There are many excellent pieces in this work. Thought-provoking and penetrating in scope, the authors look at population growth, food, water, sustainability, ecological economics, peak oil and a variety of other related subjects. I highly recommend this work as THE definitive primer for those who really want to understand where we are and how we might do something positive about it.
David K. Banner, PhD
PhD Mentor in Leadership and Organizational Change
Thoughtful people need to read this book. And those who don't read it need to get the messages that are in the book now, because learning them through the school of hard knocks is going to be tough, to say the least. Lots of books show how our petroleum - soaked way of life is ending, but this book goes way beyond one or two aspects of the problem - it successfully characterizes the myriad interrelated components of the system that has brought us to our current precarious position. While we can't avoid the coming powerdown, we can at least try to mitigate it. What we do now and in the next few years can make a big difference to our grandchildren. This book helps one understand the problem and it clearly points out the directions in which we need to be headed.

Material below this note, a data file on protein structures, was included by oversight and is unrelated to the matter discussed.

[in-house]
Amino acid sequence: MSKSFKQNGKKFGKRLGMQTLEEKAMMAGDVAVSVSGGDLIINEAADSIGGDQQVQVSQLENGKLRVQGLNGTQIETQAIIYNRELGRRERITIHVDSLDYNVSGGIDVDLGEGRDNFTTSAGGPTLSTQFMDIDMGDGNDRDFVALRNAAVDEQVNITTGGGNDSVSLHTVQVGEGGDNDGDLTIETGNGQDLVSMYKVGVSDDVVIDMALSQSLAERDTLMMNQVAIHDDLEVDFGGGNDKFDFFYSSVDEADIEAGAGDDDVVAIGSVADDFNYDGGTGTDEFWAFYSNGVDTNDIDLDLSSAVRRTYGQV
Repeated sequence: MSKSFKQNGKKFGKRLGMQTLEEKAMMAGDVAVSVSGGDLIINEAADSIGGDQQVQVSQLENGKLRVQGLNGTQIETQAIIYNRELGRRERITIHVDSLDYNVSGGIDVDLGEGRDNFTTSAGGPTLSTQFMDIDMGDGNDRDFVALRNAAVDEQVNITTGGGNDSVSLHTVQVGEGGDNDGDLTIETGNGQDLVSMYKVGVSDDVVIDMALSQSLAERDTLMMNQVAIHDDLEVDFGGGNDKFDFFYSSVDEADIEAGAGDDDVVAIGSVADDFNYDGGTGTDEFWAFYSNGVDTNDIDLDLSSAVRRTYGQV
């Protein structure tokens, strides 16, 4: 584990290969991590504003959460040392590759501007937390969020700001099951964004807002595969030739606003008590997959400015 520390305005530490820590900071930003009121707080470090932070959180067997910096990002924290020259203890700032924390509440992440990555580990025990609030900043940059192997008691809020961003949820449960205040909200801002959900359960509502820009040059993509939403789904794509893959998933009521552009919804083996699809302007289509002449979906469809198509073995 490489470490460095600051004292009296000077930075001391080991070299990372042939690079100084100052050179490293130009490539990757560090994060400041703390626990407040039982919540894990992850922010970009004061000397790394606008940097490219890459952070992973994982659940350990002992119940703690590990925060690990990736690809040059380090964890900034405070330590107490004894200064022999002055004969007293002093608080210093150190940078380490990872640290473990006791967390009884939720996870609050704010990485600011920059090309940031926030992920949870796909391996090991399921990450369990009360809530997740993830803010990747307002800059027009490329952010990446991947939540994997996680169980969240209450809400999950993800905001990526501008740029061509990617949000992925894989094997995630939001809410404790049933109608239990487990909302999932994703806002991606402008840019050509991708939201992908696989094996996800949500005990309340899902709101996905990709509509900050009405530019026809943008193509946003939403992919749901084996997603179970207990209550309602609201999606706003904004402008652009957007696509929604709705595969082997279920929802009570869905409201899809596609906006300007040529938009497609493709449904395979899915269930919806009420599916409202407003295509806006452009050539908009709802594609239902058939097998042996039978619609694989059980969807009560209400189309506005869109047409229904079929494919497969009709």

Climate change and fossil fuel depletion mean that just about all the critical systems we rely upon, particularly in industrialised nations, are going to change. It's imperative in order to control CO2 emissions and inevitable because of peak oil. This book does a really good job of looking at all the key areas and exploring what that future might look like and the paths we might take.
Although the authors are predominantly american, the book feels very applicable to the UK and Europe generally.
In a few years, this'll become one of the best-thumbed reference volumes I've got on my shelf.